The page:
The Best and Worst Protein Powders, According to a Nutritionist

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Before you add another scoop of vanilla protein powder into your shake, scan the label for these questionable ingredients.

When protein powder brands promise healthy nutrients within tasty packages, it can be hard to resist adding a scoop to your favorite smoothies. Unfortunately, too many people assume that all protein powders are created equal and that all you need to consider when choosing one is your taste preference.

There are lots of factors to consider when choosing a protein supplement that’s right for you. But first, let’s consider that protein powders aren’t a perfect food – and might actually be a big problem.

The Problem with Protein Powder

Unfortunately, supplements like protein powders are not stringently regulated by the FDA for safety. So when you pick up that expensive tub of protein powder, how can you know if it’s actually good for you?

First, let’s take a look at our protein needs. Our bodies require an average of 40 to 60 grams of protein a day, but it needs to be balanced with fat and carbs. The right ratio depends on your diet, body type, and your digestive health.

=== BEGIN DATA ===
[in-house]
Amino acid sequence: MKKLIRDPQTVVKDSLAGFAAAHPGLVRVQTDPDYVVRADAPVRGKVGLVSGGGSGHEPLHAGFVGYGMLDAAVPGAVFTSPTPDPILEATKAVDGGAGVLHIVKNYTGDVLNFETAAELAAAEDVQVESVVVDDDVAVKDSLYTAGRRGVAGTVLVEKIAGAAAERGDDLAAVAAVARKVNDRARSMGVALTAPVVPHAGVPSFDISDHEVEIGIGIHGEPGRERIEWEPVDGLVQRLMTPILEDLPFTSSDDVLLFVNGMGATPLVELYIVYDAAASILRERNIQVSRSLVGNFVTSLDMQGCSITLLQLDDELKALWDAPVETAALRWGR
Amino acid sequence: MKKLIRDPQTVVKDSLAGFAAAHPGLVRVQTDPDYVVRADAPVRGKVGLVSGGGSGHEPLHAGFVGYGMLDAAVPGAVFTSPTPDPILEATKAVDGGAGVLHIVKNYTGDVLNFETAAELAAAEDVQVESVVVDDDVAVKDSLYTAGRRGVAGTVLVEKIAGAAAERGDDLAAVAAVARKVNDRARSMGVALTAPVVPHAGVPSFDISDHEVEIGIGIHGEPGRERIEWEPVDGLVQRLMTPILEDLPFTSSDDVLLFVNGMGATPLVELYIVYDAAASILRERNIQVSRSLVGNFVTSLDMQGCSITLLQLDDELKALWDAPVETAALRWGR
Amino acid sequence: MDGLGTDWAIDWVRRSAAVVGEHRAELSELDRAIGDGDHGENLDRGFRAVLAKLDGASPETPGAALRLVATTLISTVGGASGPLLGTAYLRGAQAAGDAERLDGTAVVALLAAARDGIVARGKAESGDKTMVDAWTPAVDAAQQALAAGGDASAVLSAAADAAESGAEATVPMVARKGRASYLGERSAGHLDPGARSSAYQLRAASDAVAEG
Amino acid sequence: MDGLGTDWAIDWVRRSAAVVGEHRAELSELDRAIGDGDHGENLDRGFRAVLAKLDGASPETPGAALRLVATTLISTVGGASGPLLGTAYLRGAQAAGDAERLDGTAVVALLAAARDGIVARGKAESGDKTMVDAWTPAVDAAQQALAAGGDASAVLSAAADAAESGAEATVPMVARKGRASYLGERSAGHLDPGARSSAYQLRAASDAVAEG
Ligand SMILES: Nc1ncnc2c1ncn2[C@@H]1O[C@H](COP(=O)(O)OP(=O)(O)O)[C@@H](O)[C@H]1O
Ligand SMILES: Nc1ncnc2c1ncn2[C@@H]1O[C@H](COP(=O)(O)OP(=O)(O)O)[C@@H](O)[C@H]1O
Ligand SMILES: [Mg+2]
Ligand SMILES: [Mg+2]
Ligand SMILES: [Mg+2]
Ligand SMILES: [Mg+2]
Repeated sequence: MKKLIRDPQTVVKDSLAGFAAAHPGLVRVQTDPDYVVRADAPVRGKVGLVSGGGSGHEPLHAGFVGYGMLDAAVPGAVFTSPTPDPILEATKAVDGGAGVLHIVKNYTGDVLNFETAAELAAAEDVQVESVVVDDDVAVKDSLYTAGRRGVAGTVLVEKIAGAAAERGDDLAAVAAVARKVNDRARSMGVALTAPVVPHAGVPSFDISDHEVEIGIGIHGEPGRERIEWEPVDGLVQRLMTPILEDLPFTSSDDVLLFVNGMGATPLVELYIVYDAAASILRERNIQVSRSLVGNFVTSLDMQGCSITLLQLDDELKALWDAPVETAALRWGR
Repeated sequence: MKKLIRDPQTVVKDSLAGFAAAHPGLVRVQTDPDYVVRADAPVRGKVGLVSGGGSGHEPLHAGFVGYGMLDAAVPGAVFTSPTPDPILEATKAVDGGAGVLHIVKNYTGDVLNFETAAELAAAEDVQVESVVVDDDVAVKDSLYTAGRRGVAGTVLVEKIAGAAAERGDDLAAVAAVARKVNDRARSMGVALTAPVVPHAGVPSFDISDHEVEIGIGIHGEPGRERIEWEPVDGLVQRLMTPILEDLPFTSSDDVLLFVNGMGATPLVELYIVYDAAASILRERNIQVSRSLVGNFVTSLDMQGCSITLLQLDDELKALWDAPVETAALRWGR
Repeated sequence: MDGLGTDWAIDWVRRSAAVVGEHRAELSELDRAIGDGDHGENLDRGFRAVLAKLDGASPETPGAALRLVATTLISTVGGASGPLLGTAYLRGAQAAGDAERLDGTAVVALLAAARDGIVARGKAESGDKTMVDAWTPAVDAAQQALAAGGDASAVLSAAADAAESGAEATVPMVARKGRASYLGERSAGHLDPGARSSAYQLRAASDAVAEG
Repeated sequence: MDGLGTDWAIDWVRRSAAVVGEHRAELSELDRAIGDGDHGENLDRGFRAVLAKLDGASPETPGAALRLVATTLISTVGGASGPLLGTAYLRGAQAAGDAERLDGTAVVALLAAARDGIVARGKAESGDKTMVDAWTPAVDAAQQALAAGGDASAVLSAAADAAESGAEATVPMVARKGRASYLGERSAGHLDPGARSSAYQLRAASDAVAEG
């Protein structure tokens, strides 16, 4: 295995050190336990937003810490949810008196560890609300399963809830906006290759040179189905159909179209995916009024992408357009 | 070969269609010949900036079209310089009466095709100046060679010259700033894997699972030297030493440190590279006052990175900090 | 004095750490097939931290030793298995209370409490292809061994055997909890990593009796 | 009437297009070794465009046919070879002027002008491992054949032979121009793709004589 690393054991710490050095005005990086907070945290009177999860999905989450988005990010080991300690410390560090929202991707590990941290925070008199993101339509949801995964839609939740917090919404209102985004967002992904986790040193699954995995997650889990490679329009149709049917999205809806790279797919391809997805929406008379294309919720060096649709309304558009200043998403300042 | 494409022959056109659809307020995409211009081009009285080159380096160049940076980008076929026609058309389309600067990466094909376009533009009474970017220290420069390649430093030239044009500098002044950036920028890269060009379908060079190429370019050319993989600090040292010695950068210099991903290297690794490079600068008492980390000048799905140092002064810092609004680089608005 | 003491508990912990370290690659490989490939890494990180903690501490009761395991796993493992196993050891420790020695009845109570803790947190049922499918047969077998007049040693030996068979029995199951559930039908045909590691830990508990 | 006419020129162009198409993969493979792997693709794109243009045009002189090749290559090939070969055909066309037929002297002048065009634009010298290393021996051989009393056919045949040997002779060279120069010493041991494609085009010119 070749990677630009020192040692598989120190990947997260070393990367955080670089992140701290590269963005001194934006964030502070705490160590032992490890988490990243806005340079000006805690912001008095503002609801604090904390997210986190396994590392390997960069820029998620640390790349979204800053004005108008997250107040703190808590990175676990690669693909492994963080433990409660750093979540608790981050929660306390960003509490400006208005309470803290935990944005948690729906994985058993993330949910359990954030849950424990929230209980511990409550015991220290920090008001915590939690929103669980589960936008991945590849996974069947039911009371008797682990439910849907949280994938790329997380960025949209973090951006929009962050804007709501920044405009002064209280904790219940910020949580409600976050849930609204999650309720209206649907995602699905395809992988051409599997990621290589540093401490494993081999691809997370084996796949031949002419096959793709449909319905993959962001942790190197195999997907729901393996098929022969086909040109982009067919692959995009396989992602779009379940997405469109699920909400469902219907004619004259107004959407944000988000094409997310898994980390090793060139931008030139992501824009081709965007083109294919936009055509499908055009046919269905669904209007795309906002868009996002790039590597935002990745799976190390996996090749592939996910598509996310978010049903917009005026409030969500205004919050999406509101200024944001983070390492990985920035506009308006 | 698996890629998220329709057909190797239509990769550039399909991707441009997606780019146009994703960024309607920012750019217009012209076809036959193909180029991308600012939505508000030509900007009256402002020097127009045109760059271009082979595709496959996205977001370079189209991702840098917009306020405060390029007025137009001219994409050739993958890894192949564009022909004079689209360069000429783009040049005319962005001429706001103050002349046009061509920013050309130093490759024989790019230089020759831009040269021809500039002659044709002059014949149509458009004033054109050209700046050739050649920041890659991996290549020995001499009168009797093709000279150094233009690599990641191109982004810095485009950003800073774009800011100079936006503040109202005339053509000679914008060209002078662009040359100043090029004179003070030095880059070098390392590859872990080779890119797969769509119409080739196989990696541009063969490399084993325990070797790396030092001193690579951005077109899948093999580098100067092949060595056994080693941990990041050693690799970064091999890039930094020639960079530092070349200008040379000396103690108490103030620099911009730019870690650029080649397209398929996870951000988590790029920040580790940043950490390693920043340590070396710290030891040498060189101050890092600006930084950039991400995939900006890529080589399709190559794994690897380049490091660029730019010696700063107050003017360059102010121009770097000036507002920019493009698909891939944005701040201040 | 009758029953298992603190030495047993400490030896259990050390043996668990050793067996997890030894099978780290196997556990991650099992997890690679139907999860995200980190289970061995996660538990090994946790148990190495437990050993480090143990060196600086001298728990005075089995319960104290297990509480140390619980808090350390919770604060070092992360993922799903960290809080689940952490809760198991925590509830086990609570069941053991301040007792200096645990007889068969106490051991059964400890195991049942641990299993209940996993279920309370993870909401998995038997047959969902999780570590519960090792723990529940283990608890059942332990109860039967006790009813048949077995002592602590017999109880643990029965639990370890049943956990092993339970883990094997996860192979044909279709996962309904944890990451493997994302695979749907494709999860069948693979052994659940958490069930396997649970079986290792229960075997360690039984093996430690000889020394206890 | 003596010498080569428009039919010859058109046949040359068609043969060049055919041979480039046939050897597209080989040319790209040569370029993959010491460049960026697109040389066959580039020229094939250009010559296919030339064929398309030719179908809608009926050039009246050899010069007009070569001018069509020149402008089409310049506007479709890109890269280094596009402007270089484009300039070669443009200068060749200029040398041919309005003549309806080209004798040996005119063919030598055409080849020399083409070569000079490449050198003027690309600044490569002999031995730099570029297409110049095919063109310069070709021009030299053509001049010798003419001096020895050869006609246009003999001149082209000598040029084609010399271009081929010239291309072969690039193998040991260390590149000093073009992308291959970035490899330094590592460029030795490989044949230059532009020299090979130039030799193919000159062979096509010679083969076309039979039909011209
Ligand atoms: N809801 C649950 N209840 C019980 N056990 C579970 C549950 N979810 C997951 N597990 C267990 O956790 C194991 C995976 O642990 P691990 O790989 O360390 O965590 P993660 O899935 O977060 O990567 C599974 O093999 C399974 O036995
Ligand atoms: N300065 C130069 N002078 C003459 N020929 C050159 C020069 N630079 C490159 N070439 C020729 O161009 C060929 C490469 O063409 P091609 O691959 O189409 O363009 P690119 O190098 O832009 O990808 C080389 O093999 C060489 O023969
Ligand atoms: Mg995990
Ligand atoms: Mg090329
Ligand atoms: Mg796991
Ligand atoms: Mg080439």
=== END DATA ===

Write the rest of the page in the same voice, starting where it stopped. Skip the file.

Protein in high amounts can be hard on the kidneys, and protein powders can be especially difficult because they are not balanced by other macronutrients.  We tend to assume that people need more protein, but more is not necessarily better. In reality, the average American eats closer to twice the recommended amount.

Often, protein powders are marketed as a “purified” form of protein, but the truth is that most of these products are highly refined and processed. They are often manufactured using extremely high heat, artificial ingredients, preservatives, and synthetic vitamins and minerals.